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Old 12-10-2011, 05:46 AM   #1
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Flooring gap in new doorway


Hi, I need some advice about what to do about the gap in the floor between my living room and new bathroom. I have original wood flooring in my living room and will be putting tiles in my bathroom. Don't really want to cut my wood flooring and need some advice. I will try to add some pics but having problems doing it on my iPad.
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Old 12-10-2011, 06:38 AM   #2
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The wood flooring---how is it oriented in relation to the door opening? Boards across opening or butt ends to the opening?

Will the tile height be the same as the hardwood or higher?

Are you good work woodworking or a real newbie?
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Old 12-10-2011, 06:56 AM   #3
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I am a complete newbie but have some builders doing the work but want to make sure they don't suggest something stupid that I'm stuck with looking ugly. The floor boards butt up to the doorway vertically, which used to be a cavity wall. The builder was supposed match the floor heights but it's a little out I think. The tiles haven't gone down yet.
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Old 12-10-2011, 07:21 AM   #4
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A picture would help---A lot would depend on the existing hardwood floor---If it is to be refinished--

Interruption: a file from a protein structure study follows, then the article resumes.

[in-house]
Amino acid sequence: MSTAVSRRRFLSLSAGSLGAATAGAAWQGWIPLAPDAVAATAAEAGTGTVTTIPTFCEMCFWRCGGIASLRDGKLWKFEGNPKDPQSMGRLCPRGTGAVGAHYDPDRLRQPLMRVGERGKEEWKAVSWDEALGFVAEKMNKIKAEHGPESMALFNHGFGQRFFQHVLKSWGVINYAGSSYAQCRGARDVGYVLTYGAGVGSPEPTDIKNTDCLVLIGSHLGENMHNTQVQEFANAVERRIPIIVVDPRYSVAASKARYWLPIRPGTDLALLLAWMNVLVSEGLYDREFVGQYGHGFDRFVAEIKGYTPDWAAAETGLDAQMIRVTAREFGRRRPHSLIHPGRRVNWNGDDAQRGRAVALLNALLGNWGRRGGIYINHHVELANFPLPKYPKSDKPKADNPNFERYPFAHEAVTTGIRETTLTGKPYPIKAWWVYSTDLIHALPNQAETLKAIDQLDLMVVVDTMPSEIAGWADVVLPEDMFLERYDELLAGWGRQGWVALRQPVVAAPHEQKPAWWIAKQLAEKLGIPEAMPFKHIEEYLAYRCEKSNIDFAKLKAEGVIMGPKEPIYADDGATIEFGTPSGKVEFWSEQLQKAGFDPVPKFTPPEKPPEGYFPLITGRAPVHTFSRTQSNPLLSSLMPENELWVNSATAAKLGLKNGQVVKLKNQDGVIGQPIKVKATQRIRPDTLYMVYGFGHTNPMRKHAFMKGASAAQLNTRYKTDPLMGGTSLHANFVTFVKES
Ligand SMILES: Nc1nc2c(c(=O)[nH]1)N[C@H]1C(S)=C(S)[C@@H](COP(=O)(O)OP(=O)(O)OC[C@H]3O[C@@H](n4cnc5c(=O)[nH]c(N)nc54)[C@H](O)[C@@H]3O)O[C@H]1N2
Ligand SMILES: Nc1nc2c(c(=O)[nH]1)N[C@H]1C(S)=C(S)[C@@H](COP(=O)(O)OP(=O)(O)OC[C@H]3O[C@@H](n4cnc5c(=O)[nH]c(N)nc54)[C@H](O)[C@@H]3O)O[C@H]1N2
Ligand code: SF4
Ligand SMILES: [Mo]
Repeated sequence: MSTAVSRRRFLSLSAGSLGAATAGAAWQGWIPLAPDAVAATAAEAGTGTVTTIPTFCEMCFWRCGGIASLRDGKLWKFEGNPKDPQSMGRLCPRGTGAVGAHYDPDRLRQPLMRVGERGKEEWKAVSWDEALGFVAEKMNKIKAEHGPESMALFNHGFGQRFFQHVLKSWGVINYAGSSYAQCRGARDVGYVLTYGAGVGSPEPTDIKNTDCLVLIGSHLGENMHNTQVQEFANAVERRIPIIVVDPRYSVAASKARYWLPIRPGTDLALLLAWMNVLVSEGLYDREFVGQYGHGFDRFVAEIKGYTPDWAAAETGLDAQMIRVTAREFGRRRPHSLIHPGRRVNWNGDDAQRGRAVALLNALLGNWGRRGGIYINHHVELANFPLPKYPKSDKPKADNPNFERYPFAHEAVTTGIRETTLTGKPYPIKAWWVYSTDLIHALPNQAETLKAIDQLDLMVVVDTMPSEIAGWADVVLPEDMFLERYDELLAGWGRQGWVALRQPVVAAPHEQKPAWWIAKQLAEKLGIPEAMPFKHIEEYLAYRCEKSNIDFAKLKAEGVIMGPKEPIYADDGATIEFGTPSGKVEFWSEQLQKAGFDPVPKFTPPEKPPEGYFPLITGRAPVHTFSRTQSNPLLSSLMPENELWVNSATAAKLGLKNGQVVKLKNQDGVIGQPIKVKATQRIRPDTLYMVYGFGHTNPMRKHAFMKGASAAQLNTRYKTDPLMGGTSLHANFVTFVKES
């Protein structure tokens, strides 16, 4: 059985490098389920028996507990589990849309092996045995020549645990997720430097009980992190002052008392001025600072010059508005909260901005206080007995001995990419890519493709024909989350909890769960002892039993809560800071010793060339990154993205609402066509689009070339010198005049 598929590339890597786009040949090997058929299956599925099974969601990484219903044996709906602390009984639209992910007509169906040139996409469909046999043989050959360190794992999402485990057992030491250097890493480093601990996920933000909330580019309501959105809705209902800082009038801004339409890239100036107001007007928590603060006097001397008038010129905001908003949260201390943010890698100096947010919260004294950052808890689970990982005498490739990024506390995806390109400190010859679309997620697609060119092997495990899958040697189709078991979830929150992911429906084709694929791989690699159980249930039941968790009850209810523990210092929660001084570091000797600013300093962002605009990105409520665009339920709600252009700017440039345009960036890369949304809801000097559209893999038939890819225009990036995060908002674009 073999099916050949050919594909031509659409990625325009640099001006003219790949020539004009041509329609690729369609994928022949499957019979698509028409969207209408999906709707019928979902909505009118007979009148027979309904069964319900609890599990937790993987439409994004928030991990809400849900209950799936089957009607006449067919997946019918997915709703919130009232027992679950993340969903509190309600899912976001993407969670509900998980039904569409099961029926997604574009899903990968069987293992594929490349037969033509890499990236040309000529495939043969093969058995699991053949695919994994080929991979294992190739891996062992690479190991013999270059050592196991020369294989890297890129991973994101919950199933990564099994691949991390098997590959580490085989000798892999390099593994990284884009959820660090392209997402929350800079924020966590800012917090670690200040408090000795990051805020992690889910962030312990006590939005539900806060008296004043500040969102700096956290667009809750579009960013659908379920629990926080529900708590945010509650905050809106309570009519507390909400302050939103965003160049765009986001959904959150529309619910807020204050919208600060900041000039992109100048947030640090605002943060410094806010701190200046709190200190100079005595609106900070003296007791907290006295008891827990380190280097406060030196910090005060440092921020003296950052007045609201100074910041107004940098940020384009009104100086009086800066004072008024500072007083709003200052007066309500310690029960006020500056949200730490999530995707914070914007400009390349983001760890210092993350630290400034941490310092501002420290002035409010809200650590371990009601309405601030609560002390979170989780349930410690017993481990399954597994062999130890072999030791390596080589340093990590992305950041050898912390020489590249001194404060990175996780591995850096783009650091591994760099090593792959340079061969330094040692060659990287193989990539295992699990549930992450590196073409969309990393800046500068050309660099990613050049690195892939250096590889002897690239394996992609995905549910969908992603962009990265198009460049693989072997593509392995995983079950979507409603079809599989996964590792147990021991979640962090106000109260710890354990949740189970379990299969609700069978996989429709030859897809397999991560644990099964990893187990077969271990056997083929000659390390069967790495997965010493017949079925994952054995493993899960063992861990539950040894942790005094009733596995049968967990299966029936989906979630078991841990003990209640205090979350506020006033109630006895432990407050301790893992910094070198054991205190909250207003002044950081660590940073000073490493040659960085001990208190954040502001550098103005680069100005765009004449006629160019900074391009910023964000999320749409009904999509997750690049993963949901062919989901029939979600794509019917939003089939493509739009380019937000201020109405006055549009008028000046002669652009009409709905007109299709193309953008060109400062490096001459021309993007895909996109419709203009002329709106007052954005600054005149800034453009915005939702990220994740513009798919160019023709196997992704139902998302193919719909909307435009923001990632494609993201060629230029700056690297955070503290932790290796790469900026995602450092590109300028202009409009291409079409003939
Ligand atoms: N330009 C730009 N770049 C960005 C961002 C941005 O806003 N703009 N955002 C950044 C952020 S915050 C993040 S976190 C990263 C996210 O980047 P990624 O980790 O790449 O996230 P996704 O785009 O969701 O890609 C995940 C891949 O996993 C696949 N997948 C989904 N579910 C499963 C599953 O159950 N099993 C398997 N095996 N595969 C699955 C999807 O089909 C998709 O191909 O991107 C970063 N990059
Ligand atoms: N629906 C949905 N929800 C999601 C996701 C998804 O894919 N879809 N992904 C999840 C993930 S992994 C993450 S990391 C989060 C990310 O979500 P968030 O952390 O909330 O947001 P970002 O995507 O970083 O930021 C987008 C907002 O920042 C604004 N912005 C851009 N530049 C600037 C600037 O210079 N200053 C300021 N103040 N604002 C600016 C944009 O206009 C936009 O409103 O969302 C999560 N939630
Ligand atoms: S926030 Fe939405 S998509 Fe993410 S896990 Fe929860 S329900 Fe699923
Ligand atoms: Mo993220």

I'd add a new oak strip in the doorway after trimming the old flooring to a straight edge---then sand the existing wood and refinish--

If the old floor is not to be refinished---I'd probably make a wood transition that overlayed the wood floor and the tile--or flush to the tile if the tile was higher than the wood floor---

Need a picture to offer the best advice----I am an advanced wood worker---some are not and may have other methods---
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Old 12-10-2011, 08:31 AM   #5
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In most cases a stone transition strip is set then the tile butts up to it. It's set so it's under the middle of the door so only one type of flooring is seen on each side of the door.
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Old 12-10-2011, 08:54 AM   #6
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Name:  image-4228101449.jpg
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Hope this helps.

Many thanks!
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Old 12-10-2011, 09:05 AM   #7
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This one's going to be tricky.
#1 Someones going to have to make sure that brick is no higher then the underside of the subflooring.
The hardwoods going to have to be removed in that area, the sub flooring that is laid in the bathroom should have been cut so it came out where the middle of the door sets, a layer of thin set gets applyed over the brick and is leveled of with a screeter made so it will level off the thin set even with the bottom of the subfloor. A transition strip is installed, be it hard wood or a stone one then the new hardwood is then installed and butted up to the transtion strip.
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Old 12-10-2011, 12:09 PM   #8
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Thank you both for your advice so far. That sounds tricky. Not too sure how to communicate that to my builders. Plus i dont trust them with my wood flooring. So should I get them to extend the sub floor first, into the doorway? Then get the transition piece? They were going to start tiling next week.